First of all, this dystopian future assumes that human beings reach their highest end, in Jeremy Bentham-esque fashion, when their power to consume is maximized, even to the exclusion of all other goals for a human life. Secondly, it wrongly assumes that work is valuable only for the buying power that it bestows. Certainly this is one highly useful function of work, but work also forms character, keeps us from idleness, forms community bonds, and so forth. To imagine a future largely without work is to imagine a future without meaning or purpose, a world set adrift from all that anchors us. Third, this version of the economy, by virtue of its employment structure and the prevailing wisdom of the gurus who reign supreme in this new epoch, encourages splurging one’s desires and impulses without time for reflection or reason, for it drives a wedge between us and the natural world (which is but another way of saying it drives a wedge between us and God, from whom natural law emanates). Without reflection on our own labors and the realities of the natural world, human beings become arrogant. We believe we can design utopias for themselves, whether they be of the Ayn Randian, Bernie Sanders, or Joseph Stalin types. And without a credible reason not to overthrow a tiny capitalist cabal atop a world where pleasure reigns supreme for the plebes (many of whom, by the way, will be exceptionally intelligent, but simply not needed in a world of machine learning where only a few top programmers “make it”), what stops the socialist and communist utopians from pursuing their anti-reality dreams just as vigorously as the tech gurus? I see no limiting principle here.
It may be said that our current technological innovators are capitalists, and are therefore not utopians or dangerous to society. I disagree. They are capitalists who see the future as being molded entirely by their algorithms, not in the fashion that Carnegie fashioned the future with steel or Rockefeller wit oil, but in a way that gives the economic elite direct access to the private lives and thought patterns of all, that stifles free thought too far removed from what they deem mainstream, and in which an entirely new ecosystem of practical government, the discipline of the mob and the fear of negative emotions, develops. This world is not a utopia for all of us who believe that human life has nonmaterial meaning, that work is part of our purpose, and that commitments to others like marriage, parenthood, and familial ties are some of the most fulfilling parts of human existence, who believe that the true rights of property, the bedrock of capitalism, are rooted in the rights of free thought, free expression, and democratized defense, and that economic independence of the common people is the surest guardian of a government’s republican character and respect for natural rights.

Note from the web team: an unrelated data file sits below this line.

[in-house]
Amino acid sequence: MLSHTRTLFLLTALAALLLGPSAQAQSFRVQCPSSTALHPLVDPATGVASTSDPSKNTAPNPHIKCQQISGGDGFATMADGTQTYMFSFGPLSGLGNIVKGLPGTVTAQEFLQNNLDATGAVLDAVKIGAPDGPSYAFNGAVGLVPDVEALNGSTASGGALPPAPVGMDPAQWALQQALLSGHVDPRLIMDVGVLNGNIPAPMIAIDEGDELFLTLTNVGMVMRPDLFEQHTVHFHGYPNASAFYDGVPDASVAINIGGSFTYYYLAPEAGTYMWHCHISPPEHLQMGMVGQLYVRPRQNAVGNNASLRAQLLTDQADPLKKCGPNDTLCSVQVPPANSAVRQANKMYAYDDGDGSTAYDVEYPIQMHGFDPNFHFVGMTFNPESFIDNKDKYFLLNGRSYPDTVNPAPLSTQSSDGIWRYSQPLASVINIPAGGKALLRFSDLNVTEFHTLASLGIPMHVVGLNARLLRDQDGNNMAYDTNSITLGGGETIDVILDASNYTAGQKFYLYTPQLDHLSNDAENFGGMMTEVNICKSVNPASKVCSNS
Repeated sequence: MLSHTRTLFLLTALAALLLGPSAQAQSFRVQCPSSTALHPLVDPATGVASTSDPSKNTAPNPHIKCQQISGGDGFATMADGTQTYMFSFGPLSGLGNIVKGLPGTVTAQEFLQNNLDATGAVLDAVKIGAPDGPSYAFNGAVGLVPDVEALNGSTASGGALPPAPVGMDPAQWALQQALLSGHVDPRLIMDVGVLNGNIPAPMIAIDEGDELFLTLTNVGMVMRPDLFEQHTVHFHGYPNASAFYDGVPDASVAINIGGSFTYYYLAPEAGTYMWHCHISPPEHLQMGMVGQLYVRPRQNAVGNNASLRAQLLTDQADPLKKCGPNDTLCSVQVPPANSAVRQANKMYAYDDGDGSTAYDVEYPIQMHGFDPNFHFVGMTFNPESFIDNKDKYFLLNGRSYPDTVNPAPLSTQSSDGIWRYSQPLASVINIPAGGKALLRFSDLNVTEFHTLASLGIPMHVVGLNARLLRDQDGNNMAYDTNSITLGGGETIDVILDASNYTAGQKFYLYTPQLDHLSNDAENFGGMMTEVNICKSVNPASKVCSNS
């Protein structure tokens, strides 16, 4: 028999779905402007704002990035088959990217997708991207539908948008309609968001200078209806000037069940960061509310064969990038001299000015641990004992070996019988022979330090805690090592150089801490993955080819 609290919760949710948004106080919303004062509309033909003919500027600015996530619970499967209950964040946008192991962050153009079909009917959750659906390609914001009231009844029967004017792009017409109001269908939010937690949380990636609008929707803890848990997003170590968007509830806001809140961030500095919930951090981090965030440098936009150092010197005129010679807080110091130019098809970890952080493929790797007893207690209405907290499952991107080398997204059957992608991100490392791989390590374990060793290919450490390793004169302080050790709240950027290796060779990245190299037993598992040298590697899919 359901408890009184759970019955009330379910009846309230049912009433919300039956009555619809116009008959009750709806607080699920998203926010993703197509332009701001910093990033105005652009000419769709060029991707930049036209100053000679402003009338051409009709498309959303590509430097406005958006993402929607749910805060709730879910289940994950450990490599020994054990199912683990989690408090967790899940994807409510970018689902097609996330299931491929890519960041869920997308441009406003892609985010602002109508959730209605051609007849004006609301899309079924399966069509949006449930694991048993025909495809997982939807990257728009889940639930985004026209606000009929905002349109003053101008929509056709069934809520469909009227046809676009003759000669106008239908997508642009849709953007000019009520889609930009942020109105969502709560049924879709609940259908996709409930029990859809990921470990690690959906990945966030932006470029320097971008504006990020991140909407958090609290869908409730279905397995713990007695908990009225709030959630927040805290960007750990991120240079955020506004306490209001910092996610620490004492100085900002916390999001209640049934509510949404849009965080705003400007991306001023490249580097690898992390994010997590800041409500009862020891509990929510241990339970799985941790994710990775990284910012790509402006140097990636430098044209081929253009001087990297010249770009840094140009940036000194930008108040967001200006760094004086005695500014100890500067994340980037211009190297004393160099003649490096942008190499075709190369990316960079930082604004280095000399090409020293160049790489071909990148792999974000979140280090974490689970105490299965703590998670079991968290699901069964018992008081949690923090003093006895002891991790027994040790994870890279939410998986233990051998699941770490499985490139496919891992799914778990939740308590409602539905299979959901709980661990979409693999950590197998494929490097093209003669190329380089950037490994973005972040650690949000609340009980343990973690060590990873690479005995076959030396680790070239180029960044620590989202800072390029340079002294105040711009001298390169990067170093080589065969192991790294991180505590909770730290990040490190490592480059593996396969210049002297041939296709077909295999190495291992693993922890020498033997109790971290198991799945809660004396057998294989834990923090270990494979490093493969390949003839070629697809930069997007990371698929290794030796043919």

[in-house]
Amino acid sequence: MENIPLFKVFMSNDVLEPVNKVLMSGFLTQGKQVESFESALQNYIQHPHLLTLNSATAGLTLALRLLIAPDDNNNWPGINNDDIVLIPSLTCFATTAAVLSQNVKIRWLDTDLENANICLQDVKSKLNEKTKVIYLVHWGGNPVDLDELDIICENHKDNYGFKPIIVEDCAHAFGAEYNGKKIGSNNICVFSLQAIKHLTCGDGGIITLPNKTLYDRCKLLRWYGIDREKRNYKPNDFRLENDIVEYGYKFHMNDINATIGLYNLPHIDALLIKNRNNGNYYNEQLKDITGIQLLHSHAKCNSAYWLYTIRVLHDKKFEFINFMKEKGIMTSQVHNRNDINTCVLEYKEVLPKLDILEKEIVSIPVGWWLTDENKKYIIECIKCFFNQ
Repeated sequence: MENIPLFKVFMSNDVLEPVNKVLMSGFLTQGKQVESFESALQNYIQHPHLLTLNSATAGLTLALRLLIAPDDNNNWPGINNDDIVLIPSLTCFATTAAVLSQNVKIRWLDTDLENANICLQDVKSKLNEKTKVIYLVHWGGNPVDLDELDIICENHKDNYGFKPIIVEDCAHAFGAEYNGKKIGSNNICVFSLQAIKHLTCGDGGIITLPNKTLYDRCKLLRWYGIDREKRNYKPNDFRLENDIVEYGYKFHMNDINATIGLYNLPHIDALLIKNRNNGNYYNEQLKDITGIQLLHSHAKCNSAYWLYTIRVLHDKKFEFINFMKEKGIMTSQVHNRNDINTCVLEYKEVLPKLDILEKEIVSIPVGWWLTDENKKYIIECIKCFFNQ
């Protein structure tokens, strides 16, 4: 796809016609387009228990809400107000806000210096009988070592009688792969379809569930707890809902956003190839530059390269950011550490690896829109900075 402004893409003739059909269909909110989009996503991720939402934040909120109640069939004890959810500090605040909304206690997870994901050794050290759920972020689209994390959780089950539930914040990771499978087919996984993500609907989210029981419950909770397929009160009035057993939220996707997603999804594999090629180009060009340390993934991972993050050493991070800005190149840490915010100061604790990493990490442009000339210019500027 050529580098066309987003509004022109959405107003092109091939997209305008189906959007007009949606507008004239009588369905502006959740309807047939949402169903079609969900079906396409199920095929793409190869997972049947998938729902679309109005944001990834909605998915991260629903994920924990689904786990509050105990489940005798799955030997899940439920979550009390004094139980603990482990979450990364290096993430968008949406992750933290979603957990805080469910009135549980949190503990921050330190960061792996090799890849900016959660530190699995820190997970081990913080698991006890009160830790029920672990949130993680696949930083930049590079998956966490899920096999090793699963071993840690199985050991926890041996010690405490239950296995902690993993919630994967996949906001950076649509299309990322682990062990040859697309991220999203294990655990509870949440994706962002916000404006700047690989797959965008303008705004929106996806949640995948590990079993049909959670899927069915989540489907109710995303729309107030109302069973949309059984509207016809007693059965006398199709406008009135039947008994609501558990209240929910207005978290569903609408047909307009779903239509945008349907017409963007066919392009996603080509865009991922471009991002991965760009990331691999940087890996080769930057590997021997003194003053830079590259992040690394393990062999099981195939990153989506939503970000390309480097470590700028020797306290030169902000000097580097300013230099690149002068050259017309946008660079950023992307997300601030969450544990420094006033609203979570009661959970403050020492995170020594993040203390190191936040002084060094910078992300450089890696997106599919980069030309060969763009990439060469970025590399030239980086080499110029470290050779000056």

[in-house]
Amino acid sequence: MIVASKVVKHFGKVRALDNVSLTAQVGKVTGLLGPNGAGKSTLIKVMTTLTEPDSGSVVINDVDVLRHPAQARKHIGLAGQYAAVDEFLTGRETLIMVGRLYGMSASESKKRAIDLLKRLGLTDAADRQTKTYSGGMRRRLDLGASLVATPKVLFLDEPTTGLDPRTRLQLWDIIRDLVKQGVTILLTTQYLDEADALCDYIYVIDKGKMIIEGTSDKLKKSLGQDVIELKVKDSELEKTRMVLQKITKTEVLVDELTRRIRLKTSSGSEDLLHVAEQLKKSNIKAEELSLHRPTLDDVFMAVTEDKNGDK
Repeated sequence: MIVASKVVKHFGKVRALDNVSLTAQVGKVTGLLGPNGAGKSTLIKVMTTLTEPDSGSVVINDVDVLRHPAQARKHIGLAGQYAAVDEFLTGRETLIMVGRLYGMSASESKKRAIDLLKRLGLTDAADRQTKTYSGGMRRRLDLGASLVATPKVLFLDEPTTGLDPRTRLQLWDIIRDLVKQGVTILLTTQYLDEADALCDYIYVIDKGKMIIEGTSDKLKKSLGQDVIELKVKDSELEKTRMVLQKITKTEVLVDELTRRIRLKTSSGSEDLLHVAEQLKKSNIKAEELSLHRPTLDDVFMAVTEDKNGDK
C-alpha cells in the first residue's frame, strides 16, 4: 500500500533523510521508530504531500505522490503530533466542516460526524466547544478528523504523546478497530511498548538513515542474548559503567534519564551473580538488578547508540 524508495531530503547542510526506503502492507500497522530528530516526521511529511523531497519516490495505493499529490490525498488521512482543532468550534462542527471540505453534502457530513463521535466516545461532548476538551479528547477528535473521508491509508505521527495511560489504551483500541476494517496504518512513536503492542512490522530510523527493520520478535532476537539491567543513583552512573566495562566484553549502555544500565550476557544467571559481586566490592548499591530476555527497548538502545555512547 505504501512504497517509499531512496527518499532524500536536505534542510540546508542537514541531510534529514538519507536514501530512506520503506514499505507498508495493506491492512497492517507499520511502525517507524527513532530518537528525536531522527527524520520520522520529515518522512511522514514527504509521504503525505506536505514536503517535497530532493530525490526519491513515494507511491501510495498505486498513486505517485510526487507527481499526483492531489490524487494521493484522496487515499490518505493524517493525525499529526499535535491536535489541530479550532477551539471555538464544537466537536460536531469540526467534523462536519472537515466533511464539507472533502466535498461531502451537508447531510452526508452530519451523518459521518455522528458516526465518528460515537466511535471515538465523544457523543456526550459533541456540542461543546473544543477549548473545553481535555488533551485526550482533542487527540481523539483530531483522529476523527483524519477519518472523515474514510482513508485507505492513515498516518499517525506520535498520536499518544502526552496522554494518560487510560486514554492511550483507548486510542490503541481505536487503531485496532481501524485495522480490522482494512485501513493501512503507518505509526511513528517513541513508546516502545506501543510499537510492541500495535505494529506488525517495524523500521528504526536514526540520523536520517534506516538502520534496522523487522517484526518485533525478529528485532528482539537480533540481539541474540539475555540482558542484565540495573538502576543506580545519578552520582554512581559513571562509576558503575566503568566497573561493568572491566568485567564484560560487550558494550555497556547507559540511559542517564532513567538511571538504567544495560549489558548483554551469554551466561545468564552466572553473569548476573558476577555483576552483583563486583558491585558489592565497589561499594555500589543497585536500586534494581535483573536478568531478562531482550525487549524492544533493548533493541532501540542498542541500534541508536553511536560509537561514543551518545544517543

In short, the tech gurus’ basic philosophy, while kind of free market, is at odds with the basic philosophy of America’s founders, and of most Americans. It assumes no God exists, that because no God exists, life is merely the consumption of the pleasurable, and that to the extent that consumption can be maximized, any collateral damage to the social and moral fabric of the human species, even detrimental changes to basic human mating instincts and social capacity, built over the past hundred thousand years, are inconsequential. But in this grand experiment, the American people will resist, requiring stealth on behalf of the tech companies until we are lulled into addiction ad unable to break the spell even when we know what’s happening to us (are we already there?), and if we cannot stop this progression to the post-post-post modern, then this philosophy will be proven incalculably wrong when humanity falls back into the state of nature from which it arose. The first victims of that state of nature, of that primal cry that emanates from the soul when the pleasures of the body no longer amuse us as much as the prospect of destroying the empty existence we’ve come to hate, will be the tech titans of whatever year the calendar says, if we still keep time then.